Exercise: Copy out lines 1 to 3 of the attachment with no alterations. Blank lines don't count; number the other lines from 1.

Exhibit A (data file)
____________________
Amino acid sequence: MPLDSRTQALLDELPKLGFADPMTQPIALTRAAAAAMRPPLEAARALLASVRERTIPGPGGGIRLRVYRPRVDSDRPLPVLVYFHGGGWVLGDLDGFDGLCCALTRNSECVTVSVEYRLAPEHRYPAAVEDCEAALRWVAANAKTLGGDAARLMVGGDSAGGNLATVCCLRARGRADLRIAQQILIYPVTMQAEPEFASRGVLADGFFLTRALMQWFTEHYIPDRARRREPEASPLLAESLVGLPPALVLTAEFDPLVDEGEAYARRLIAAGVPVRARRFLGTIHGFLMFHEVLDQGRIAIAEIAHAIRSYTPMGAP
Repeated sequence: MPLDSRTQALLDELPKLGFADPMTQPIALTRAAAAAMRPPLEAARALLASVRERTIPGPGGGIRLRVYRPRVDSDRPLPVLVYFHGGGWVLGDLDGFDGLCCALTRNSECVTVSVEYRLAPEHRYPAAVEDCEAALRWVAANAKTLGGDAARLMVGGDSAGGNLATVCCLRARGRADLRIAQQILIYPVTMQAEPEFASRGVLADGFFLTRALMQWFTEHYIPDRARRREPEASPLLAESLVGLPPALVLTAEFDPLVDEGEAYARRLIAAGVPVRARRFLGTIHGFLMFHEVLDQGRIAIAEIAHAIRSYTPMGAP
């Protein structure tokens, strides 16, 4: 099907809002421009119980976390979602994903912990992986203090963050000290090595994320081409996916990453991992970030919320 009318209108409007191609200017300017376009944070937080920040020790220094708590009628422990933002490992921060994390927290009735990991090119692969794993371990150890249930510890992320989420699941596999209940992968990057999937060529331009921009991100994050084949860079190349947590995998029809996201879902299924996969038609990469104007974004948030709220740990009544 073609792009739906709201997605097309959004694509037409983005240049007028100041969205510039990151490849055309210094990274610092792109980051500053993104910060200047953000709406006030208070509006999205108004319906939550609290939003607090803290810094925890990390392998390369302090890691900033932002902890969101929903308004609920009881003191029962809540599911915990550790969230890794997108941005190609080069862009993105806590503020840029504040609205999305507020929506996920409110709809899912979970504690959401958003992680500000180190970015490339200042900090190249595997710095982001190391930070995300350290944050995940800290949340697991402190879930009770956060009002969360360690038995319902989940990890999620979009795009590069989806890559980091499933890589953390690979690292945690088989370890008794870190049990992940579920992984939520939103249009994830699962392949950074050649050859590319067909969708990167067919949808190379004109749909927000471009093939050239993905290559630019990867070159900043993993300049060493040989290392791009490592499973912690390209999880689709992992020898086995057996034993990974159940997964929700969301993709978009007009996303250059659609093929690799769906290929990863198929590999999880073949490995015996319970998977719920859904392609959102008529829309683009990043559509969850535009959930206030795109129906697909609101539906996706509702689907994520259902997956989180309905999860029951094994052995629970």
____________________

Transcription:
Amino acid sequence: MPLDSRTQALLDELPKLGFADPMTQPIALTRAAAAAMRPPLEAARALLASVRERTIPGPGGGIRLRVYRPRVDSDRPLPVLVYFHGGGWVLGDLDGFDGLCCALTRNSECVTVSVEYRLAPEHRYPAAVEDCEAALRWVAANAKTLGGDAARLMVGGDSAGGNLATVCCLRARGRADLRIAQQILIYPVTMQAEPEFASRGVLADGFFLTRALMQWFTEHYIPDRARRREPEASPLLAESLVGLPPALVLTAEFDPLVDEGEAYARRLIAAGVPVRARRFLGTIHGFLMFHEVLDQGRIAIAEIAHAIRSYTPMGAP
Repeated sequence: MPLDSRTQALLDELPKLGFADPMTQPIALTRAAAAAMRPPLEAARALLASVRERTIPGPGGGIRLRVYRPRVDSDRPLPVLVYFHGGGWVLGDLDGFDGLCCALTRNSECVTVSVEYRLAPEHRYPAAVEDCEAALRWVAANAKTLGGDAARLMVGGDSAGGNLATVCCLRARGRADLRIAQQILIYPVTMQAEPEFASRGVLADGFFLTRALMQWFTEHYIPDRARRREPEASPLLAESLVGLPPALVLTAEFDPLVDEGEAYARRLIAAGVPVRARRFLGTIHGFLMFHEVLDQGRIAIAEIAHAIRSYTPMGAP
């Protein structure tokens, strides 16, 4: 099907809002421009119980976390979602994903912990992986203090963050000290090595994320081409996916990453991992970030919320 009318209108409007191609200017300017376009944070937080920040020790220094708590009628422990933002490992921060994390927290009735990991090119692969794993371990150890249930510890992320989420699941596999209940992968990057999937060529331009921009991100994050084949860079190349947590995998029809996201879902299924996969038609990469104007974004948030709220740990009544 073609792009739906709201997605097309959004694509037409983005240049007028100041969205510039990151490849055309210094990274610092792109980051500053993104910060200047953000709406006030208070509006999205108004319906939550609290939003607090803290810094925890990390392998390369302090890691900033932002902890969101929903308004609920009881003191029962809540599911915990550790969230890794997108941005190609080069862009993105806590503020840029504040609205999305507020929506996920409110709809899912979970504690959401958003992680500000180190970015490339200042900090190249595997710095982001190391930070995300350290944050995940800290949340697991402190879930009770956060009002969360360690038995319902989940990890999620979009795009590069989806890559980091499933890589953390690979690292945690088989370890008794870190049990992940579920992984939520939103249009994830699962392949950074050649050859590319067909969708990167067919949808190379004109749909927000471009093939050239993905290559630019990867070159900043993993300049060493040989290392791009490592499973912690390209999880689709992992020898086995057996034993990974159940997964929700969301993709978009007009996303250059659609093929690799769906290929990863198929590999999880073949490995015996319970998977719920859904392609959102008529829309683009990043559509969850535009959930206030795109129906697909609101539906996706509702689907994520259902997956989180309905999860029951094994052995629970």